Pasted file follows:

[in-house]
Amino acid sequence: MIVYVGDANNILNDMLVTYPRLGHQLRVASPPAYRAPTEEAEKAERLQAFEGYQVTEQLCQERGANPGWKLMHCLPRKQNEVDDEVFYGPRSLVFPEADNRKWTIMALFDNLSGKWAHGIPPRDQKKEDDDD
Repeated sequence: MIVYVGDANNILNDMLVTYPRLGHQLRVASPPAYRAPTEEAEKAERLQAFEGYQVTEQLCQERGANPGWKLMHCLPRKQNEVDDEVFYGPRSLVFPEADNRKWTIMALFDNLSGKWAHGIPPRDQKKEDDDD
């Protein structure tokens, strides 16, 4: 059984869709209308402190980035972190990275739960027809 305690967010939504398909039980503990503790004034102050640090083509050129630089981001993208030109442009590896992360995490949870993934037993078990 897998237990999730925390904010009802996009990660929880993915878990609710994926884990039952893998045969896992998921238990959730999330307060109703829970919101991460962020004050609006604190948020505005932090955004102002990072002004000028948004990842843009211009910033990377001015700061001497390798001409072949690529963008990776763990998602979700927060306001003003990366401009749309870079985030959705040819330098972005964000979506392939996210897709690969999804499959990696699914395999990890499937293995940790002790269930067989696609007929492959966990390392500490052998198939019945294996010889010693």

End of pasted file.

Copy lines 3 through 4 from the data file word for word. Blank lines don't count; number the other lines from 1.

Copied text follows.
Repeated sequence: MIVYVGDANNILNDMLVTYPRLGHQLRVASPPAYRAPTEEAEKAERLQAFEGYQVTEQLCQERGANPGWKLMHCLPRKQNEVDDEVFYGPRSLVFPEADNRKWTIMALFDNLSGKWAHGIPPRDQKKEDDDD
């Protein structure tokens, strides 16, 4: 059984869709209308402190980035972190990275739960027809 305690967010939504398909039980503990503790004034102050640090083509050129630089981001993208030109442009590896992360995490949870993934037993078990 897998237990999730925390904010009802996009990660929880993915878990609710994926884990039952893998045969896992998921238990959730999330307060109703829970919101991460962020004050609006604190948020505005932090955004102002990072002004000028948004990842843009211009910033990377001015700061001497390798001409072949690529963008990776763990998602979700927060306001003003990366401009749309870079985030959705040819330098972005964000979506392939996210897709690969999804499959990696699914395999990890499937293995940790002790269930067989696609007929492959966990390392500490052998198939019945294996010889010693």